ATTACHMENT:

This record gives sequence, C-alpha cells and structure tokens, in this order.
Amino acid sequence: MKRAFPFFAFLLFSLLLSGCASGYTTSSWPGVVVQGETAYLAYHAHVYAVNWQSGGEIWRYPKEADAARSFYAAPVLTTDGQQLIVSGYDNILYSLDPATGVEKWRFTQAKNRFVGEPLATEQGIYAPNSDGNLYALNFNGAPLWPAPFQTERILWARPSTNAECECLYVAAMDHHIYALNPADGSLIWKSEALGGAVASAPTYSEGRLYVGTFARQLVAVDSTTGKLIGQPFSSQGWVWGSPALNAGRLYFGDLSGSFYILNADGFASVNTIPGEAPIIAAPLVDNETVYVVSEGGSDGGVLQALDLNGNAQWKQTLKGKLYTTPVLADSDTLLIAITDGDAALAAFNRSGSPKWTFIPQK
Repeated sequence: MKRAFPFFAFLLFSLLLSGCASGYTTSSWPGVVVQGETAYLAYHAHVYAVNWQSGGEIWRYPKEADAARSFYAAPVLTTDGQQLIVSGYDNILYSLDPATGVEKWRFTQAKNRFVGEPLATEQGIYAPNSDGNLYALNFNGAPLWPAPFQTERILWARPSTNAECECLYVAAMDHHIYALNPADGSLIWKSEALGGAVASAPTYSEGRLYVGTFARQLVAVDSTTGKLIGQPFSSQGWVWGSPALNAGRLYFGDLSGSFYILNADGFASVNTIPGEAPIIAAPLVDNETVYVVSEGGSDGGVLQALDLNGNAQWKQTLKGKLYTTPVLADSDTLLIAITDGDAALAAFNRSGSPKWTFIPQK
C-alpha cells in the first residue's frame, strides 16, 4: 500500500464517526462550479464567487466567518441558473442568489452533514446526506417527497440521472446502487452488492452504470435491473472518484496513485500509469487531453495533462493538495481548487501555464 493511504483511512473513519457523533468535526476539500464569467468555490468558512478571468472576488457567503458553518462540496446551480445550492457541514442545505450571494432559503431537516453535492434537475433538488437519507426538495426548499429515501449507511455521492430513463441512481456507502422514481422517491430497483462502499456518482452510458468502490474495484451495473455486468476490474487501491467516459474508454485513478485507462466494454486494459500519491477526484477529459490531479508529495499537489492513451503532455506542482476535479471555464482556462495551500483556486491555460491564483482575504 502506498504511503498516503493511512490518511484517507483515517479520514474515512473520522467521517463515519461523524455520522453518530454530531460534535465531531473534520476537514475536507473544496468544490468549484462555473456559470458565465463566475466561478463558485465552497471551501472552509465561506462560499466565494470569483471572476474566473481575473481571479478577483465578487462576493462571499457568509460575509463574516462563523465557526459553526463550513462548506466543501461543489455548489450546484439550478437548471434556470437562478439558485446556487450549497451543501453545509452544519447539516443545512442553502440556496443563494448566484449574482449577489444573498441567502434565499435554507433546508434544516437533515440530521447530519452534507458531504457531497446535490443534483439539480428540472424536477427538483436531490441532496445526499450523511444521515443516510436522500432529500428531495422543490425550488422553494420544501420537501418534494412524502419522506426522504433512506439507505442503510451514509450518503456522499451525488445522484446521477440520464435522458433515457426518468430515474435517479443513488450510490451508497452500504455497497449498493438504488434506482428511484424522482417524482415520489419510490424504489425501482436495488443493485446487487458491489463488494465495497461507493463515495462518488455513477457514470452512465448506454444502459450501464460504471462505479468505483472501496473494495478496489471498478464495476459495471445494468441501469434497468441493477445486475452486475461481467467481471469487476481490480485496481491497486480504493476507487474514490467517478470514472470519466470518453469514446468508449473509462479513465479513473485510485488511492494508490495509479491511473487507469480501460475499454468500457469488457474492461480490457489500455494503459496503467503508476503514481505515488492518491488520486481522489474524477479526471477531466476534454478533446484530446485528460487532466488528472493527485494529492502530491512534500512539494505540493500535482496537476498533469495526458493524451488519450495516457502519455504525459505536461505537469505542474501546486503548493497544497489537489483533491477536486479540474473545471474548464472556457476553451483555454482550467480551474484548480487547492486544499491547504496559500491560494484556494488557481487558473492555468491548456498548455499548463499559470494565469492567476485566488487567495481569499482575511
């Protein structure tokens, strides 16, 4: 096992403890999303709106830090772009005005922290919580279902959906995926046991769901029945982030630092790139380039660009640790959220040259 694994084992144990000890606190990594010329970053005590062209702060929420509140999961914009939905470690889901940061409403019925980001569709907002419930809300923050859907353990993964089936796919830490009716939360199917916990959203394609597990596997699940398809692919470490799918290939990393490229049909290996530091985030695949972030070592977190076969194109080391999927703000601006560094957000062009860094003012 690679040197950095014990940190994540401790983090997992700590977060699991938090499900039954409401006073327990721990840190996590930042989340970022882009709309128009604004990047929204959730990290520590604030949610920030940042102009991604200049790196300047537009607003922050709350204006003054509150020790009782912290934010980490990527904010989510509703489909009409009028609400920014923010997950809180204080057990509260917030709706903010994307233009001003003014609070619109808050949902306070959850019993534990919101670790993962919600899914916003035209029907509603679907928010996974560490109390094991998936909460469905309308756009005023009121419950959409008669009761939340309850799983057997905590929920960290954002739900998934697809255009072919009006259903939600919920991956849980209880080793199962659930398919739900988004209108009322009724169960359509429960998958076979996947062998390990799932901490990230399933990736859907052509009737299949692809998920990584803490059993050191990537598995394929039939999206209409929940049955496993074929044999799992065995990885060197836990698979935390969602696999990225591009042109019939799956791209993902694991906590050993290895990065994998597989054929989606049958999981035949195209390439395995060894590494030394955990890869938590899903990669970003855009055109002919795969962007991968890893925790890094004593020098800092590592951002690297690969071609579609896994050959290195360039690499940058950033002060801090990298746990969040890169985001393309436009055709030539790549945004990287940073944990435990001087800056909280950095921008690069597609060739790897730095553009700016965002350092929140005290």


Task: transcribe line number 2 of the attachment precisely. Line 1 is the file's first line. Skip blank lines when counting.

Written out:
Amino acid sequence: MKRAFPFFAFLLFSLLLSGCASGYTTSSWPGVVVQGETAYLAYHAHVYAVNWQSGGEIWRYPKEADAARSFYAAPVLTTDGQQLIVSGYDNILYSLDPATGVEKWRFTQAKNRFVGEPLATEQGIYAPNSDGNLYALNFNGAPLWPAPFQTERILWARPSTNAECECLYVAAMDHHIYALNPADGSLIWKSEALGGAVASAPTYSEGRLYVGTFARQLVAVDSTTGKLIGQPFSSQGWVWGSPALNAGRLYFGDLSGSFYILNADGFASVNTIPGEAPIIAAPLVDNETVYVVSEGGSDGGVLQALDLNGNAQWKQTLKGKLYTTPVLADSDTLLIAITDGDAALAAFNRSGSPKWTFIPQK